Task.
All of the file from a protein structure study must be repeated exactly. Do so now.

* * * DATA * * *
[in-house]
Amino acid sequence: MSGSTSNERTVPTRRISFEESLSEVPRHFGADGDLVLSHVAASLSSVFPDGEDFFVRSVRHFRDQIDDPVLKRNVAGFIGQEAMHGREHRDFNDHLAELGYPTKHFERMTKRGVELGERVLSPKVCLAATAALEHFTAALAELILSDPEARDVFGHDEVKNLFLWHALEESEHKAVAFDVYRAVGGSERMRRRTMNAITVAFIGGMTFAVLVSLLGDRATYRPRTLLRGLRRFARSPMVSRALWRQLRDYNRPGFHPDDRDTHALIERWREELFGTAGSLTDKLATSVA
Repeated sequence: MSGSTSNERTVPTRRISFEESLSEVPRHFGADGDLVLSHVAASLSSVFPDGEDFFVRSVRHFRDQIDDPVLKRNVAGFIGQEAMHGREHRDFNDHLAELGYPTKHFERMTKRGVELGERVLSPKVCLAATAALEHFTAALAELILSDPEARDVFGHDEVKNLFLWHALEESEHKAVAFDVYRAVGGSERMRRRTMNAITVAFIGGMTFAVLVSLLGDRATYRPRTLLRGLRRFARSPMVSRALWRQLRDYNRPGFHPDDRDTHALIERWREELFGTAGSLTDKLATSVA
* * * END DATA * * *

[in-house]
Amino acid sequence: MSGSTSNERTVPTRRISFEESLSEVPRHFGADGDLVLSHVAASLSSVFPDGEDFFVRSVRHFRDQIDDPVLKRNVAGFIGQEAMHGREHRDFNDHLAELGYPTKHFERMTKRGVELGERVLSPKVCLAATAALEHFTAALAELILSDPEARDVFGHDEVKNLFLWHALEESEHKAVAFDVYRAVGGSERMRRRTMNAITVAFIGGMTFAVLVSLLGDRATYRPRTLLRGLRRFARSPMVSRALWRQLRDYNRPGFHPDDRDTHALIERWREELFGTAGSLTDKLATSVA
Repeated sequence: MSGSTSNERTVPTRRISFEESLSEVPRHFGADGDLVLSHVAASLSSVFPDGEDFFVRSVRHFRDQIDDPVLKRNVAGFIGQEAMHGREHRDFNDHLAELGYPTKHFERMTKRGVELGERVLSPKVCLAATAALEHFTAALAELILSDPEARDVFGHDEVKNLFLWHALEESEHKAVAFDVYRAVGGSERMRRRTMNAITVAFIGGMTFAVLVSLLGDRATYRPRTLLRGLRRFARSPMVSRALWRQLRDYNRPGFHPDDRDTHALIERWREELFGTAGSLTDKLATSVA